Reenacting Waterloo

In case you’re wondering why 19th-Century (and 18th-Century) cavalry  feared a British square, here’s a look at a reenactor version:

The battles are scripted, but only to an extent. It is impossible to plan how a cavalry charge will turn out while the melees often descend into something akin to a rugby scrum. In previous re-enactments, it is said, over-zealous French units have taken it upon themselves to try and win.

via Portable loos and Belgian officiousness: When ‘war’ breaks out at the Battle of Waterloo, 2015 – Telegraph.

We’ve always thought of reenactors as something specifically American and Civil War oriented. It turns out there are a lot of European reenactors doing Napoleonic battles, which have just had their bicentennial.

The “French” may include people from all across the EU (and beyond) who enjoy portraying French soldiers of the 1st Empire, and the “British” include everybody who wants to be part of Wellington’s victory — including a designated “Wellington,” just as the French have their own “Napoleon,” and specific role players as other generals in the complicated coalition battle.

Cambridge Map of Waterloo

 

Even playing at soldiering can be pretty hard, and there’s often deaths — especially among the, er, more seasoned reenactors — and hospitalizations. This year’s Waterloo was no exception, being the figurative Waterloo for one Canadian reenactor — sadly, not from Waterloo, Ontario.

The entire report in the Telegraph is insightful, curious and perceptive, and seems to take these reenactors at face value, rather than take a superficial scan of the event and deliver the supercilious mockery that credentialed Acela Corridor journalists would. So hie yourself hence and Read The Whole Thing™.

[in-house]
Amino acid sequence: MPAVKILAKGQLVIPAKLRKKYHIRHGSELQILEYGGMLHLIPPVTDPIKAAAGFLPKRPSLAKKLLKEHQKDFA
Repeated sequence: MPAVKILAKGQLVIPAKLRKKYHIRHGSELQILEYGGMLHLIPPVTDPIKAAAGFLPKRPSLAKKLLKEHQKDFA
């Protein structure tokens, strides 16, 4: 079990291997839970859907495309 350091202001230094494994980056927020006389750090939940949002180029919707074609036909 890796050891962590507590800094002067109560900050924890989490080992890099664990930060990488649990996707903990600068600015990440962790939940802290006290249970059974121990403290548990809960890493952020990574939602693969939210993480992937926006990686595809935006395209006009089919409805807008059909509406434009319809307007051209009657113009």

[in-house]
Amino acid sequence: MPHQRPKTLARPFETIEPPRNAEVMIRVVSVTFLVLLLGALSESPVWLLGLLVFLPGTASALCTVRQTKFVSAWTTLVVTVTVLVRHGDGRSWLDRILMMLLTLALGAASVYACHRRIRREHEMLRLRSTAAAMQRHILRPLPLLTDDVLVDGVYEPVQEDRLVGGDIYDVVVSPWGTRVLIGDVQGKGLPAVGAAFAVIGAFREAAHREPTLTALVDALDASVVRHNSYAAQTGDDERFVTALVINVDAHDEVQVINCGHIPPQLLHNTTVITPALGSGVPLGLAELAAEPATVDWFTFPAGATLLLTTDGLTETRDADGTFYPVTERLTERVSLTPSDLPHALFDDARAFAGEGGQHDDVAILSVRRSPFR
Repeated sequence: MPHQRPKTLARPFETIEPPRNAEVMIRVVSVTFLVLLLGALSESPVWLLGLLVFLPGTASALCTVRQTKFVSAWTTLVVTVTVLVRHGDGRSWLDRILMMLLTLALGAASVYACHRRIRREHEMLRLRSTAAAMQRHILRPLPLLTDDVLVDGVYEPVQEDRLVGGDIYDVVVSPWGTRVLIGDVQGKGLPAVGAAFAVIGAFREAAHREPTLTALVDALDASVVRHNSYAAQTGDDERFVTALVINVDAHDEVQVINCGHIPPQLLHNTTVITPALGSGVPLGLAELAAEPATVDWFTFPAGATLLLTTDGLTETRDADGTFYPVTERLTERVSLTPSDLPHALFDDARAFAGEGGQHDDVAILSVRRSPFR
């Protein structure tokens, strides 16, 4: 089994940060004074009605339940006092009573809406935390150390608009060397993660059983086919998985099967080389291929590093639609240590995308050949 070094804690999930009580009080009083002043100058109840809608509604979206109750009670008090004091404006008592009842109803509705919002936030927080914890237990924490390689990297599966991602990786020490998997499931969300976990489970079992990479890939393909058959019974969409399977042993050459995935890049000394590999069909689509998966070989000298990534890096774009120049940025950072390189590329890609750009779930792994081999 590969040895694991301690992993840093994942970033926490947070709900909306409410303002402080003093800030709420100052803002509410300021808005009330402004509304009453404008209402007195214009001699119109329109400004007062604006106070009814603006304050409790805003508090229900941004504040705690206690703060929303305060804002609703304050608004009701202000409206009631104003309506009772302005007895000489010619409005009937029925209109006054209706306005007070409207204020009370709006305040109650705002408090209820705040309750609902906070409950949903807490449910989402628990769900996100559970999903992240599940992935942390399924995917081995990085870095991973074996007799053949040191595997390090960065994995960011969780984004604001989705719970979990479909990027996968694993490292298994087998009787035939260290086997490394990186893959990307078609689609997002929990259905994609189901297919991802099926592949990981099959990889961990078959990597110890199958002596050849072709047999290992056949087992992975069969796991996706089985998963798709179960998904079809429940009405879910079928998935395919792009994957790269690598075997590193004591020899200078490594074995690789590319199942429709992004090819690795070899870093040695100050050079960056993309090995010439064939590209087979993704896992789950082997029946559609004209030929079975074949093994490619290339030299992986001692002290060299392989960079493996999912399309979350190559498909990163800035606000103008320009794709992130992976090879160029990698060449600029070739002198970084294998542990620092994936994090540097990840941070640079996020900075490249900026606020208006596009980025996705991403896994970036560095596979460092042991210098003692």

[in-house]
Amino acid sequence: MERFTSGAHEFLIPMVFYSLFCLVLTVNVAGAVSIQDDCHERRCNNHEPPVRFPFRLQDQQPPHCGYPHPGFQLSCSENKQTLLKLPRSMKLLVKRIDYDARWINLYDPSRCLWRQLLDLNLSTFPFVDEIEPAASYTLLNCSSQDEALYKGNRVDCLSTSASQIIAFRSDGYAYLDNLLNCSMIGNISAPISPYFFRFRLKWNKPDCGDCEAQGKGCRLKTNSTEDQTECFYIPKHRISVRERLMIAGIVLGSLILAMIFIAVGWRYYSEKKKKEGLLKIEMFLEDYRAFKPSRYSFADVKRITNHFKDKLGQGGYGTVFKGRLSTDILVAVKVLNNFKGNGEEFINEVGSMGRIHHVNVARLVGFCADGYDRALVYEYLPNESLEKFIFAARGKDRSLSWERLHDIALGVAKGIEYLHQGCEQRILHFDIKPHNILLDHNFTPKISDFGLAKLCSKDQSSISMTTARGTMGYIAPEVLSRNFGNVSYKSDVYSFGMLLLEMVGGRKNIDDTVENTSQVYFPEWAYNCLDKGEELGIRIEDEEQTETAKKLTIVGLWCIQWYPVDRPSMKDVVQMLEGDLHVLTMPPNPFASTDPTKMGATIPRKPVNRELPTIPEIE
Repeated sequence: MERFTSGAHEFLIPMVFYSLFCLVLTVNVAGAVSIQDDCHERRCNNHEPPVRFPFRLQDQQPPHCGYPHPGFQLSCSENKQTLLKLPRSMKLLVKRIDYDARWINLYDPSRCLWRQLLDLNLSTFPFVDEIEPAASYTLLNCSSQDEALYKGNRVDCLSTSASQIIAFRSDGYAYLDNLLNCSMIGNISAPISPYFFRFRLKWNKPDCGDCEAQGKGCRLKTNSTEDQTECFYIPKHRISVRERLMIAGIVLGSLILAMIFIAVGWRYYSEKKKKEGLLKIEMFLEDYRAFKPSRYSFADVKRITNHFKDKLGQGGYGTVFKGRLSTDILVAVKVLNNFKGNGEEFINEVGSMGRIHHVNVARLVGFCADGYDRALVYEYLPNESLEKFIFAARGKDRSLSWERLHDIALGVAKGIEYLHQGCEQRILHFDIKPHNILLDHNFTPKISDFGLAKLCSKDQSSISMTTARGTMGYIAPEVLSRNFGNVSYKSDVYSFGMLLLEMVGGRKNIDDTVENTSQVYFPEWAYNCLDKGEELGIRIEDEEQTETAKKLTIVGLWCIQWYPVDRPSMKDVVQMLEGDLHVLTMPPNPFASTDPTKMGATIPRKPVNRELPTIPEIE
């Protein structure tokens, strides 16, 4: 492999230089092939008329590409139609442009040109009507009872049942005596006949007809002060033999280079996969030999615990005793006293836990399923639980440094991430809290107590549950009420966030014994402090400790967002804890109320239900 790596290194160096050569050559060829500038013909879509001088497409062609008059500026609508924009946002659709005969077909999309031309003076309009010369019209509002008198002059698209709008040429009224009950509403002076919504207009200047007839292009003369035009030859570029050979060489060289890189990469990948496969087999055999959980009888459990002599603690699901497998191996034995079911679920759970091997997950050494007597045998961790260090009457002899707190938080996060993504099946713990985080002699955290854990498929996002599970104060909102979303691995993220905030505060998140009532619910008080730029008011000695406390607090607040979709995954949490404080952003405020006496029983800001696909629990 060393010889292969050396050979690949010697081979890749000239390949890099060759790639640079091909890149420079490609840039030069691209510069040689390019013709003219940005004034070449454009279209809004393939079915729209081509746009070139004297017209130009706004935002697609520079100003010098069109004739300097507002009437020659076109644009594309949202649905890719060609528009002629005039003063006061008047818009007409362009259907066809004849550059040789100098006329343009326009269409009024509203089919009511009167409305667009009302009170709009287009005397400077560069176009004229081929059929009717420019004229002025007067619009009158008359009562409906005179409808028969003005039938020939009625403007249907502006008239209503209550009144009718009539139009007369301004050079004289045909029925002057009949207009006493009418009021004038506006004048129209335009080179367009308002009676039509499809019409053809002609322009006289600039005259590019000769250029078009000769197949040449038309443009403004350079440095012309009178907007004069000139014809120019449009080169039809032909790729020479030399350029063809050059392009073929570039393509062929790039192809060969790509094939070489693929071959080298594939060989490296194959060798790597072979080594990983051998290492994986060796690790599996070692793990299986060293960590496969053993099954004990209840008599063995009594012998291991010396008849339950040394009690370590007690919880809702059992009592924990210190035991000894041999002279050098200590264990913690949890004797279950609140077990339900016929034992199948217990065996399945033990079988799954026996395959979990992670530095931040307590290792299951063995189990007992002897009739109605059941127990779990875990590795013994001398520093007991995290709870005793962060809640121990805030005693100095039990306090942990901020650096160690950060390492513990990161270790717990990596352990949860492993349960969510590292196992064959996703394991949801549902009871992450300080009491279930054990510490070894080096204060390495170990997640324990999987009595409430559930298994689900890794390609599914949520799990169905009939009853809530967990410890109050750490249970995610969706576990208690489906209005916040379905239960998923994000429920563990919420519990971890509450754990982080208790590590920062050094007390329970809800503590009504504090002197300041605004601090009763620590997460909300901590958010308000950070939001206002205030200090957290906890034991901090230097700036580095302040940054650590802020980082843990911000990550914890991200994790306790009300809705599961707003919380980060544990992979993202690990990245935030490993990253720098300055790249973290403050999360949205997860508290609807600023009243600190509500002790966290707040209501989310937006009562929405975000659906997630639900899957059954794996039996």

Gee, if only Napoleon had had the insight of the brilliant men in suits in the Pentagon, he could simply have mobilized a regiment of female Chasseurs and driven Wellington from the field. (There actually are women reenactors, but they play camp followers and/or courtesans).

8 thoughts on “Reenacting Waterloo

  1. Keith

    I saw a picture of two reenactors at Waterloo station, complete with muskets. I of course can’t help but wonder about the legalities of such things over there. In most of the US such weapons are not legally considered to be firearms. Over there though I wonder if they give them a pass since they are in uniform, or if they are inert.

    1. Hognose Post author

      Here’s the Crown Prosecution Service guidance. It looks like a “catch me, fuck me” law:

      http://www.cps.gov.uk/legal/d_to_g/firearms/#a09

      Again, IANAL, especially not a barrister/solicitor/limey lawyer, but it looks to me like a sufficiently old antique (or reproduction) is exempt from licensing unless you have ever shot it, in which case it’s treated like a modern firearm.

      So much for the Magna Carta.

  2. Martin

    I have done few reenactments myself but older period (late crusades time – early hundred year war) here in Czech republic, and we even had women in the battle, but they had to wear such armor + costume so that they would not be recognizable from men, at least not on the first sight.

    Regarding firearms, single or two shot front loaders of any type aren’t regulated except for having the legal age, i.e. you can buy it if you’re 18+. I guess the western Europe would be much more hysterical. That was one of the silver linings of the communist era cloud – the weapons were generally banned and when the communism fell, it resulted in fairly liberal firearm laws, especially today, compared to western countries like UK or even Germany. We get shall-issue CCP if the demands of the law are met.

  3. Think Defence

    I thought the funniest part of the Waterloo re-enactments was the Belgian police giving ‘Napoleon’ a parking ticket

    Priceless

    https://twitter.com/brentdebleser/status/611633639344992256

    Oh, and the Belgians (again) issuing a commemorative Waterloo coin, despite the French having a sense of humour failure and trying to stop them doing it

    http://www.theguardian.com/business/shortcuts/2015/jun/10/euro-coin-row-france-wins-the-battle-belgium-wins-the-war

    Double priceless :)

  4. Ken

    Some beautiful photographs over at The Atlantic. You can get your daily dose of Progressiveness while you are there!

  5. Jjak

    Europe has a pretty healthy reenacting community, considering there are a number of Roman and middle age groups, and reenactors that build trebuchet and other seige artillery. European reenactors show up all the time on the types of real history shows that History Channel dumped years ago for chasing ancient monster ghoast alien occultist nazis pawn shops.

Comments are closed.